lengthened, betas of thinly traded stocks (a problem that is particularly significant with those securities of smaller firms) increase, while betas of frequently traded stocks (these are likely to be large firms) decrease. Brailsford and Josev (1997) provide empirical evidence from the Australian stock market that is consistent with this prediction.
Roll (1992) presents evidence to suggest that the correlation of an industry‟s security returns with a market index is related to how well the industry is represented in the relevant market index (as a proxy for the theoretical but unobservable market portfolio of all risky assets). If industry effects/movements are not adequately reflected in the market index, an industry stock‟s beta may be under-estimated, as compared to the case where the
market index fully captures the industry‟s performance.
Past studies of beta risk for shipping and other transport sectors have not considered the robustness of beta to these research design issues. The main focus of this study is to test the sensitivity of transport industry beta estimates to different estimation designs, including choice of the sample and sampling period, the market index, the sampling interval, and the estimation techniques (c.f. Unal and Kane, 1988; Breen and Lerner, 1972). Applying alternative estimation procedures provides a range of beta estimates, the reasonableness of which may be evaluated in the light of the industry‟s economic and operating characteristics. Our results indicate that at least in part, the results in previous studies are due to the specifications of the estimation method used, and due to confounding effects in the classification of sample firms.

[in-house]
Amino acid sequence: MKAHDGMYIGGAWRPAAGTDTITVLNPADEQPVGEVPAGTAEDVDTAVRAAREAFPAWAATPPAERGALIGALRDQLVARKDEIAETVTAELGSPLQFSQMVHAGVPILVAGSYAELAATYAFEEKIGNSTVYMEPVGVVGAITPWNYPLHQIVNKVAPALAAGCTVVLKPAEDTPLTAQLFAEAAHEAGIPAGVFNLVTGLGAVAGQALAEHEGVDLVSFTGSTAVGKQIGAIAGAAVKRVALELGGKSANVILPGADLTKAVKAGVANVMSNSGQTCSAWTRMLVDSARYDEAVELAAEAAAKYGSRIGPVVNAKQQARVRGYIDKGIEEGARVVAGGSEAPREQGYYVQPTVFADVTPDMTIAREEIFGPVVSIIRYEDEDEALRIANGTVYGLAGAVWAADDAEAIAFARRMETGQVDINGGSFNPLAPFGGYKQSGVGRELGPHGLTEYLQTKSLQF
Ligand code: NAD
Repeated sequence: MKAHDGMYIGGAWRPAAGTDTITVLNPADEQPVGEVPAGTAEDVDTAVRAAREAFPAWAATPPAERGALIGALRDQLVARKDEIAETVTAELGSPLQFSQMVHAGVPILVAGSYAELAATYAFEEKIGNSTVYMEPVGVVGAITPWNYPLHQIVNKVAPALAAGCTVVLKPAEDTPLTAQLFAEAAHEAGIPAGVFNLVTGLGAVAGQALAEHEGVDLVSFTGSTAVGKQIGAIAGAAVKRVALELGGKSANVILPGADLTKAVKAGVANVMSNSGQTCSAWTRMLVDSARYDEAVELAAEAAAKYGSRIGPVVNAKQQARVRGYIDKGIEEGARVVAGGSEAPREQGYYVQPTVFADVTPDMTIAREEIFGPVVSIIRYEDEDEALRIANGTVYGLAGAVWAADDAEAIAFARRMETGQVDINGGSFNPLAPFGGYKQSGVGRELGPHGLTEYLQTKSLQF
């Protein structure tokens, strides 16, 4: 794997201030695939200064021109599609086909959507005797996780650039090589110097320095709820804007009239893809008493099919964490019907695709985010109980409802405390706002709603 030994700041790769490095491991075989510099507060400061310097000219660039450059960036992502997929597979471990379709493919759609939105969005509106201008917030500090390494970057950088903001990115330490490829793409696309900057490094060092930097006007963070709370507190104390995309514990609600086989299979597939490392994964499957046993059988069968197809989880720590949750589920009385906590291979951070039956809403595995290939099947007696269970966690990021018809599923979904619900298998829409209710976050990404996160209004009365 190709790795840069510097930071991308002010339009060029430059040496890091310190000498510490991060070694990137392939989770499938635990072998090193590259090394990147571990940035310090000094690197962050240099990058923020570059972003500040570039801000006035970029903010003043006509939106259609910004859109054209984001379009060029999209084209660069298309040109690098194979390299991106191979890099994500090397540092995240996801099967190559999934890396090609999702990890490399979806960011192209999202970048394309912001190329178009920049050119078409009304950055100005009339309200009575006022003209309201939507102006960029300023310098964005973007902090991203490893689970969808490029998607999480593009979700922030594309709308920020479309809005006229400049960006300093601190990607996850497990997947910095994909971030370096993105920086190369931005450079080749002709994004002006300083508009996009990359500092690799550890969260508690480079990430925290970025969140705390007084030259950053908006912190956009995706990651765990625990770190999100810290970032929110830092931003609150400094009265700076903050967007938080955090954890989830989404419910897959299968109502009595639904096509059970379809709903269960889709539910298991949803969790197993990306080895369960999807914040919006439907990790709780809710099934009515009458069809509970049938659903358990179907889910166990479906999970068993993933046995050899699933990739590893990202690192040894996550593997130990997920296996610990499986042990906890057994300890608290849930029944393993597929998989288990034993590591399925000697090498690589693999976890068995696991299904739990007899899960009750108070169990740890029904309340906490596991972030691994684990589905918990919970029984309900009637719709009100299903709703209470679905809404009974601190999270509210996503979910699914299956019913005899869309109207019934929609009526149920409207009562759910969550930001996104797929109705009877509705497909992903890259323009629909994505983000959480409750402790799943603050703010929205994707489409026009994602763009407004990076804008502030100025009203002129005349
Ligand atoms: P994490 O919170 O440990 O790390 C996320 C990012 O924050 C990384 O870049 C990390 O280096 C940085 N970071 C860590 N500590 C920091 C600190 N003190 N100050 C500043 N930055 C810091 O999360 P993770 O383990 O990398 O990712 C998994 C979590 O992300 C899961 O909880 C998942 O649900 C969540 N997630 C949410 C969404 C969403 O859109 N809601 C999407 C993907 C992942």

3. TESTING METHODOLOGY AND DATA SELECTION
In this study, we use two estimation techniques that are designed to deal with the problem of thin trading, a problem that is believed to be particularly significant in generally small-capitalization transportation shares. The first is the Scholes-Williams (1977) method, which suggests the following adjustment to account for thin trading:
？1？1ˆˆˆ，，，？？()iSWii，， (4) ,iˆ？，(12)m
？11？ˆˆˆ, and are obtained in an OLS regression of stock return on one-period where ，，，iii
lagged market return, on contemporaneous market return, and on one-period lead market
ˆreturn, respectively; is the first-order serial correlation coefficient of market returns. ，m
The second procedure is that of Dimson (1979), which is an aggregated coefficient estimate that can be estimated by the following:
mDimˆ (5) ，，，,i?？ik，？km
ˆwhere the beta estimates are obtained from a multiple OLS regression of individual ，i？k
3stock returns against lagged, contemporaneous and leading market returns. The number
of leads and lags is indicated by the m in equation (5). Since an increase in m achieves a
reduction in the bias but at the cost of a reduction of estimation efficiency, in accordance with most existing studies, we limit the number of leads and lags to 1 only.
To test the sensitivity of transport industry beta estimates to the use of different estimation procedures, and to be comparable with existing studies in the transport industry, we use two sets of samples. The first set consists of 14 water transportation (i.e. shipping) shares and 13 air transportation shares listed on the U.S. stock exchanges during the period July 1984 to June 1995; this is the sample used in Kavussanos and Marcoulis (2001). Our use of the same sample but different estimation methods facilitates comparability of the results and the identification of estimation problems that might have led to the conclusion of relatively low betas for the highly risky shipping and air transport industries.
Our second sample aims to be as representative as possible of the population of international shipping and air transportation shares in the world‟s major stock exchanges